many colleagues who have received ex-
ternal research grants—few liberal arts
colleges require faculty to seek external
grants. If your equipment needs are
modest, there is often internal funding
to support students. Internal propos-
als are reviewed not by other computer
scientists (or by the C suite), but by col-
leagues in the liberal arts. This means
as long as you can explain it convinc-
ingly and eventually get it published,
you can do pretty much whatever kind
of research you want. There’s no need
to reframe your real interests to fit a cor-
porate or national research program.
I haven’t written this just to hear
myself talking (though it sometimes
seems faculty are prone to that). CS is
facing a crisis in hiring. An increasing
number of new Ph.D.’s are bound for
industry, which means faculty positions are going unfilled. Whatever good
experiences you had as a CS undergrad,
students today are not necessarily getting the same experience. Fewer faculty
means bigger classes, less hands-on
mentoring, and a chillier climate for
women and minorities. We need you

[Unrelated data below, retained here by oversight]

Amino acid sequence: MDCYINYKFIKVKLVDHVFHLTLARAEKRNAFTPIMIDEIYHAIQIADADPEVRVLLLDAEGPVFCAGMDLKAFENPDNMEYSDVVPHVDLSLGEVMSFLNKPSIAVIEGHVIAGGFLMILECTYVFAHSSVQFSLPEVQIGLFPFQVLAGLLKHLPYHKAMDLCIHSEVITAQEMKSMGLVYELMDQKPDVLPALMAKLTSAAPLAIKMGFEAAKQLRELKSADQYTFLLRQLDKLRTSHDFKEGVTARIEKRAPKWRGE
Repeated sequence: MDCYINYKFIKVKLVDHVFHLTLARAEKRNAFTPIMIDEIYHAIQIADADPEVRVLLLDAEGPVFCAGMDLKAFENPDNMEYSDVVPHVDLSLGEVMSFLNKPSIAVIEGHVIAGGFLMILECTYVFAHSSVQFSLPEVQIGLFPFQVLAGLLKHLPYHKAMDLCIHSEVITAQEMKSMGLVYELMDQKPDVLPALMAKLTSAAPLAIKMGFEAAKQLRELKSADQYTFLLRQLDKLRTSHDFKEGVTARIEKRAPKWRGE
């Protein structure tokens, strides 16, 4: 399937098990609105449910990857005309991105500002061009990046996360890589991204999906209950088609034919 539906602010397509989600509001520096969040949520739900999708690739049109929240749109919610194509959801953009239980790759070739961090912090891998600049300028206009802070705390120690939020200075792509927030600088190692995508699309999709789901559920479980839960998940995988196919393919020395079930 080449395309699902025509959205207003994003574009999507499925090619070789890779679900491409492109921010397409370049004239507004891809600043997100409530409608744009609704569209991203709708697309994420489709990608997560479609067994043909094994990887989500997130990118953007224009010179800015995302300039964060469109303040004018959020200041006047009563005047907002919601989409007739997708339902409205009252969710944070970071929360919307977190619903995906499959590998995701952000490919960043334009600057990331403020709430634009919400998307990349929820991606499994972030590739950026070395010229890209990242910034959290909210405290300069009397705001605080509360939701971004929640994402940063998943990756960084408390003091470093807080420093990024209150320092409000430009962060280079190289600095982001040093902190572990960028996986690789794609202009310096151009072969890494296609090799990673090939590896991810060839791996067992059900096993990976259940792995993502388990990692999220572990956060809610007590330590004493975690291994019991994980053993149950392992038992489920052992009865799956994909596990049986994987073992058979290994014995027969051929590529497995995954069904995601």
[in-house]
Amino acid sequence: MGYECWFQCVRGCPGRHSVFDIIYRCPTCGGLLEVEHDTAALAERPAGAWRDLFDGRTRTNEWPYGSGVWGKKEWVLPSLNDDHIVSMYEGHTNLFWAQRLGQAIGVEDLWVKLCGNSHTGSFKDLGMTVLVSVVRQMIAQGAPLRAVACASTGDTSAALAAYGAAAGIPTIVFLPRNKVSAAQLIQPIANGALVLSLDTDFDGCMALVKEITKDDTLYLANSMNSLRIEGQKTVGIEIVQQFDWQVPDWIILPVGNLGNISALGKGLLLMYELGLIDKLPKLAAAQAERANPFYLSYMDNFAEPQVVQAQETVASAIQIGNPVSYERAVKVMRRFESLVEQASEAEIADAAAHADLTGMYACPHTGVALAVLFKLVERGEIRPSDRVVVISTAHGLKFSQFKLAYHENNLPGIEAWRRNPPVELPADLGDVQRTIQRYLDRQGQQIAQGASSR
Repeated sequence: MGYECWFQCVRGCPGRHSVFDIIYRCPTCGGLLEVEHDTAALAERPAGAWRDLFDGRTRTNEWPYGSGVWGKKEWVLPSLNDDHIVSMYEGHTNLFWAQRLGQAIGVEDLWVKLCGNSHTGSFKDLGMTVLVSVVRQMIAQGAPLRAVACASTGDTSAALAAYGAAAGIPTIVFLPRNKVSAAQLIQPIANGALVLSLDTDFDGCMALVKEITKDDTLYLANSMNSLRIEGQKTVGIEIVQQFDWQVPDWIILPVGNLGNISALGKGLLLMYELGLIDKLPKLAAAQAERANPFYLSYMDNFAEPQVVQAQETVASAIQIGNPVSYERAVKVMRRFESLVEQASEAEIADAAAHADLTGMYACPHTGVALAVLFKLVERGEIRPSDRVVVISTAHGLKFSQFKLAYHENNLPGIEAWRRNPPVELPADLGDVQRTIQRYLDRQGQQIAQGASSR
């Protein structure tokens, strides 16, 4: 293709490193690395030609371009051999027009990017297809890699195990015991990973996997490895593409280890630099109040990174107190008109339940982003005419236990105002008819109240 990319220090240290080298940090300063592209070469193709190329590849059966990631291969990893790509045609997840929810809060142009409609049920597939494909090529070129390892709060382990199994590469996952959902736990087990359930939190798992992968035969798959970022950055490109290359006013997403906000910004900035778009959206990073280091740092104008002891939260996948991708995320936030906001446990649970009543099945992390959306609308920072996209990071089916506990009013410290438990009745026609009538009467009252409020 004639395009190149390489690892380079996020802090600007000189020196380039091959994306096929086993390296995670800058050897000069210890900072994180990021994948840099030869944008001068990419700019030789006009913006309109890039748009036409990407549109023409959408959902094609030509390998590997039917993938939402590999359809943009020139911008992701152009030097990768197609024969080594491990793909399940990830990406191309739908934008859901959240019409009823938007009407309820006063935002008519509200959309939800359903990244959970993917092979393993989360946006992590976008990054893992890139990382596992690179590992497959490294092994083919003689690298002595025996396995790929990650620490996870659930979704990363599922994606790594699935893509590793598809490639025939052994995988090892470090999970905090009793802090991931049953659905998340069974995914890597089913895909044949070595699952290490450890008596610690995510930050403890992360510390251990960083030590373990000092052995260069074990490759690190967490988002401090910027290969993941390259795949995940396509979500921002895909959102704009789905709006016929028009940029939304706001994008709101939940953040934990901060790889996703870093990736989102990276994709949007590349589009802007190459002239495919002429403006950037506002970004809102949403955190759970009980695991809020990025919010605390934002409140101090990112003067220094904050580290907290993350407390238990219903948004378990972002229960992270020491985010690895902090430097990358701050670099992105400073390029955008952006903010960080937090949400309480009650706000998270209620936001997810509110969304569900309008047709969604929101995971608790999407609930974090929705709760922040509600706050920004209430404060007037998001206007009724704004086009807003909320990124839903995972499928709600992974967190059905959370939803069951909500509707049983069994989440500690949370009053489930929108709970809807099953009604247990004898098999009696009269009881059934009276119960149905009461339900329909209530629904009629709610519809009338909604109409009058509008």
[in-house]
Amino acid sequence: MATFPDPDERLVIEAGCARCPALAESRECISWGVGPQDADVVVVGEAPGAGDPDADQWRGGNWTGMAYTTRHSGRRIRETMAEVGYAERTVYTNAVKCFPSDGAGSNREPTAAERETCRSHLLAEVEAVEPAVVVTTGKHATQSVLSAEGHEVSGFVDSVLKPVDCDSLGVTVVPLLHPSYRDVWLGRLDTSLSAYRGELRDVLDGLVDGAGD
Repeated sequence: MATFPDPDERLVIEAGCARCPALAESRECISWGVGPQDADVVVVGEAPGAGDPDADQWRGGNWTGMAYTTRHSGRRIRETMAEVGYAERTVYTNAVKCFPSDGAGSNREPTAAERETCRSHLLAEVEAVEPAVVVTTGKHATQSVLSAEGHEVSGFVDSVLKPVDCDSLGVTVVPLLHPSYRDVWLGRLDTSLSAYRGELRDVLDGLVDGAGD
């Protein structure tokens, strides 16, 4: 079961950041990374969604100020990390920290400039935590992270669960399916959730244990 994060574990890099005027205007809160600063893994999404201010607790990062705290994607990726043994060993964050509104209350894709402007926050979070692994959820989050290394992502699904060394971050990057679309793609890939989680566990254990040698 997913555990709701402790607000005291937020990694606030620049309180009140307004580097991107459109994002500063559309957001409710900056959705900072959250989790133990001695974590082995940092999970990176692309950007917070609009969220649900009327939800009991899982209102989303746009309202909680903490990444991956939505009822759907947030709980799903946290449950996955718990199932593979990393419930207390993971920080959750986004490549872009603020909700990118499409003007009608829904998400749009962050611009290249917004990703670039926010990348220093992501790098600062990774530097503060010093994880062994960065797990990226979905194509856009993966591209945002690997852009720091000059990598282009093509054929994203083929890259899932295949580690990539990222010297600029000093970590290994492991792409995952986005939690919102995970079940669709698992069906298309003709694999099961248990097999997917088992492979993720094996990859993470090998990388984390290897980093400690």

to help us make undergraduate education everything it should be.
Thinking long term, if more Ph.D.’s
don’t return to the academy, there
won’t be enough graduates capable of
taking all those high tech jobs. Thinking even longer term, if there are not
enough CS graduates getting Ph.D.’s,
the whole pipeline could grind to a halt
( http://stanford.io/2fQl8EL). Liberal
arts colleges make a real contribution
to maintaining the Ph.D. pipeline: in
measuring yield of science students
who go on to earn Ph.D.’s (http://bit.
ly/2fKvUkL), baccalaureate colleges are
second only to “research universities
with very high research activity,” and
constitute the majority of the list of top
50 institutions. It is critical we get new
faculty who can fill open positions at
liberal arts colleges.
Please consider a return to academia, whether forever or just for a
year. I promise, there will still be jobs
in Silicon Valley when you go back.
Your undergrad professors
(We always believed in you!)
Janet Davis blogs on her experiences as Whitman
College’s founding computer scientist at http://blogs.